Wheels, Chain, Etc.
It has been a little while since I did a bike build update, and I have added quite a bit since the front forks were installed. I wanted to wait until I had all of the remaining components but unfortunately, shipping delays have pushed my last two items out a little further. So my beastly, single speed, hard tail commuter completion is close but no cigar, or no handlebar for that matter.
When I left off, I had just finished installing the front forks, so picking up from there:
My old frame is designed for 26” wheels as is my new front fork, so I am sticking with that. I ordered and received a Mango 26” Cruiser Bike Wheel Set. I am trying to go as minimal and simple as possible, a dream set up. Little to no maintenance required, next to no failure points. After all, I am a hygge-list, minimal yet functional design and aesthetically pleasing. So I opted for the rear wheel to have a coaster brake hub, yes you heard me right, a coaster brake, instant flash back to making skid marks down my parents driveway on my first ever BMX.
Installed on those coaster brake cruiser wheels are 26” x 2.125” tires with tubes. The tread is suitable for road and gravel riding, the most common terrain that I will be riding either during my daily commute or out on family rides.
Installing the wheels sets is pretty self-explanatory, there are no disc or rim brakes to worry about, no cables, no levers, no problem. I attached the front wheel to the fork securely. I attach the rear wheel, but just finger tighten the nuts so that I can adjust the positioning accordingly for when I install the chain.
Headset Stem, Shim & Spacers
If you recall, my frame has a 1” steerer tube, and the front forks that I installed were 1” and threaded.
I am converting this to a more common 1 ⅛” headset stem. In order to do this I needed to add a 1” to 1 ⅛” adapter shim. The threaded steerer tube is already secured in place so all I am looking to do here is add a spacer (1” diameter, the tube is 1” and the shim will bump into the spacer) and the shim to elevate the stem to the end of the steerer tube. Once I have the desired height worked out, I slide the stem over the shim and tighten down the Allen screws, alternating between the two to keep a constant even pressure to prevent stripping them out. I aligned the stem as straight as I can for now, but will likely have to readjust once I get the handlebar attached. I have links to the same or similar items that I used at the bottom of this article.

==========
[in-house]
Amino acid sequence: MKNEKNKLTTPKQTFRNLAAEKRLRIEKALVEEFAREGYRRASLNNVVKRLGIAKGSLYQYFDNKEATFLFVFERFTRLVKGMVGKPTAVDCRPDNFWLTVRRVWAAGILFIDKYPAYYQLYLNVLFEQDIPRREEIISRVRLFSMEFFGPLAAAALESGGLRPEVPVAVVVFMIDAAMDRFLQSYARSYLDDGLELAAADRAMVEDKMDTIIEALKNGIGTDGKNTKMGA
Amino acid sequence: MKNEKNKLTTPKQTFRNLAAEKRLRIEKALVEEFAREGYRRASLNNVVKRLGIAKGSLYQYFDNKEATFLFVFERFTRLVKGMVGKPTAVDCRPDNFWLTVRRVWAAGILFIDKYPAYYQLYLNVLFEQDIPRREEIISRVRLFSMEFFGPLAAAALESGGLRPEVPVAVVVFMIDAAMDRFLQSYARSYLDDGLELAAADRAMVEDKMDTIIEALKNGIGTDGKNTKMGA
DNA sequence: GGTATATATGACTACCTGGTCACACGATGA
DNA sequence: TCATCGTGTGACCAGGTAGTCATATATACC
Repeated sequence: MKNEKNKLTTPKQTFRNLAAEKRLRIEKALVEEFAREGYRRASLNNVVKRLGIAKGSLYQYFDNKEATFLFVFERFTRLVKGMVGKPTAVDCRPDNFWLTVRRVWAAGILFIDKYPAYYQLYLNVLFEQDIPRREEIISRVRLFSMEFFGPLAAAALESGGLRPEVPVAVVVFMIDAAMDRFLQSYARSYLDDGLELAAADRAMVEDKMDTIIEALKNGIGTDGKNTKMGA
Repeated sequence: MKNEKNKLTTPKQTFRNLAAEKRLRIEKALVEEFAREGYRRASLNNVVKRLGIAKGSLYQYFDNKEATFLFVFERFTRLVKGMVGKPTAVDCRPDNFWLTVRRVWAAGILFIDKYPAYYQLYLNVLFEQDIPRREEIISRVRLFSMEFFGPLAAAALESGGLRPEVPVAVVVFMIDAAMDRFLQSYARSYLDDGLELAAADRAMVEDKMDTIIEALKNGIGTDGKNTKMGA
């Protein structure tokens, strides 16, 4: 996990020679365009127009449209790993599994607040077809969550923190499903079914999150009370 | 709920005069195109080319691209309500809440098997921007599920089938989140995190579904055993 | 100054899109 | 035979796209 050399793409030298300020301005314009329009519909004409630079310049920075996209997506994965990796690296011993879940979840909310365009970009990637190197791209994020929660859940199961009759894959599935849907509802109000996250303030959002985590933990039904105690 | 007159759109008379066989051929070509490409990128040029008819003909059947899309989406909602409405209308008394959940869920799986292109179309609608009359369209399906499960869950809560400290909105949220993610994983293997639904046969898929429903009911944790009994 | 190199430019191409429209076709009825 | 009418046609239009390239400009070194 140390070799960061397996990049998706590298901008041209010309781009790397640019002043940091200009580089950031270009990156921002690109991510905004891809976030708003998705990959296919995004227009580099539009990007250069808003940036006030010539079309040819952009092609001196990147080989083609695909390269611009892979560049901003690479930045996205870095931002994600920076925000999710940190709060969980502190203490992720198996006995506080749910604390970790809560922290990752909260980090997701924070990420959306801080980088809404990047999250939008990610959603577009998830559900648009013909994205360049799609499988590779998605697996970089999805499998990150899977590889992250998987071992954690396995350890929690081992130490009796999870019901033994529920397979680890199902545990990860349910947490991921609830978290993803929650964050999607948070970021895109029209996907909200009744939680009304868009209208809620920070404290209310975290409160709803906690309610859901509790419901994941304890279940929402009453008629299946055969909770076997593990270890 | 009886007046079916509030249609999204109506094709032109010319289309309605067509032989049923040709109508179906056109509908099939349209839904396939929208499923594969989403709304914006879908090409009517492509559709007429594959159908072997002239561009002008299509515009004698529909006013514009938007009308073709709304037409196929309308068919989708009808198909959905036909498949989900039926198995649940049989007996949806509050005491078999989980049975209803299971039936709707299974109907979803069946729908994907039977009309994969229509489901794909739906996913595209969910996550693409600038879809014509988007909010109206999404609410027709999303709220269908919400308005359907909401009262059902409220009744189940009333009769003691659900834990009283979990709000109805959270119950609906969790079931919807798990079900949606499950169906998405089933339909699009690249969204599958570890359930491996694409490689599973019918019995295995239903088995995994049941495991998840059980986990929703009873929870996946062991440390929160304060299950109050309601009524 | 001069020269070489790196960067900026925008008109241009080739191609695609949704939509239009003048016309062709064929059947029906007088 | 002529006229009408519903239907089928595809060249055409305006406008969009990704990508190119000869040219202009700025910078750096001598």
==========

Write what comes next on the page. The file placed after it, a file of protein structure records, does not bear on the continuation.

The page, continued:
Saddle, Seat post & Clamp
The next and quickest installation is a new seat post, seat and clamp. I love the look of streamlined, brown leather saddles. I was able to find a great synthetic saddle by Charge Bikes that fit the bill. I also received my new 27.2 mm diameter seat post that is 350 mm long to allow for plenty of height adjustment options. The seat post clamp adds a little white highlighting to go along with my forks and headset as well, aesthetic bonus.
I attach the saddle to the seat post, install the seat post clamp and slide the seat post into a rough estimate of the height that I will want it at and tighten the clamp down.
Installing the chain is a big step that I have been looking forward to. I picked up a ½” x ⅛’ KHE chain with 112 links. It is highlighted with white face plates to match the design that I am going for.
I was a little stressed about being able to get it sized just right to avoid having to install a chain tensioner. Like I mentioned before, clean and simple, less parts and less points of failure. The drop outs on my frame (the slots that the rear wheel slides into) are not horizontal, but they are not vertical either, so I was optimistic that I could make it work.
After wrapping the chain around the chainrings, I used a small metal hook to hold it in place, you can also shape a paperclip to do the same thing. I pulled tight and moved the rear wheel around the dropouts to get a perfect size. Marking my target chain link, I used a chain breaker tool from my bike multi-tool to shorten the chain to the proper link, reinstalled a master link, made sure the tension was perfect and tightened the rear wheel in place.
After a couple test spins on the cranks, checking the tension all of the way around the oval chainring I was satisfied. Perfect fit!
**NOTE** If you have a narrow / wide crank ring, be sure to align your chain properly to match the narrow then wide teeth to the narrow then wide openings in your chain. If this is off the chain will stick and bind while you spin the crank. **
Alas, this is where I had to stop. Upon receipt of my handlebar and headset cap I will install and complete my build. Which will then be IMMEDIATELY followed by my first test ride, I can hardly wait!
Tools Used For This Step:
Flat Head Screwdriver
Total Cost For This Step: $242.86 (222.77 Euro)
Mango 26” Coaster Wheelset with Tires and Tubes – $119.95 (110.03 Euro)
Truvativ 60mm, 1-⅛” Hussefelt Stem – $31.95 (29.31 Euro)
Jili Online Bicycle Stem Shim 1” to 1-⅛” Adapter – $3.99 (3.66 Euro)
1” Alloy Bike Headset Spacer Kit – $9.90 (9.08 Euro)
Charge Spoon Saddle – $29.48 (27.04 Euro)
CYSKY 27.2 mm Seat post – $17.88 (16.40 Euro)
Fouriers MTB Seat Post Clamp – $15.59 (14.30 Euro)
KHE Bicycle Chain – $14.12 (12.95 Euro)
**All parts are linked to the same or similar items on Amazon**
Bike Build Riding Total: $439.43 (403.07 Euro)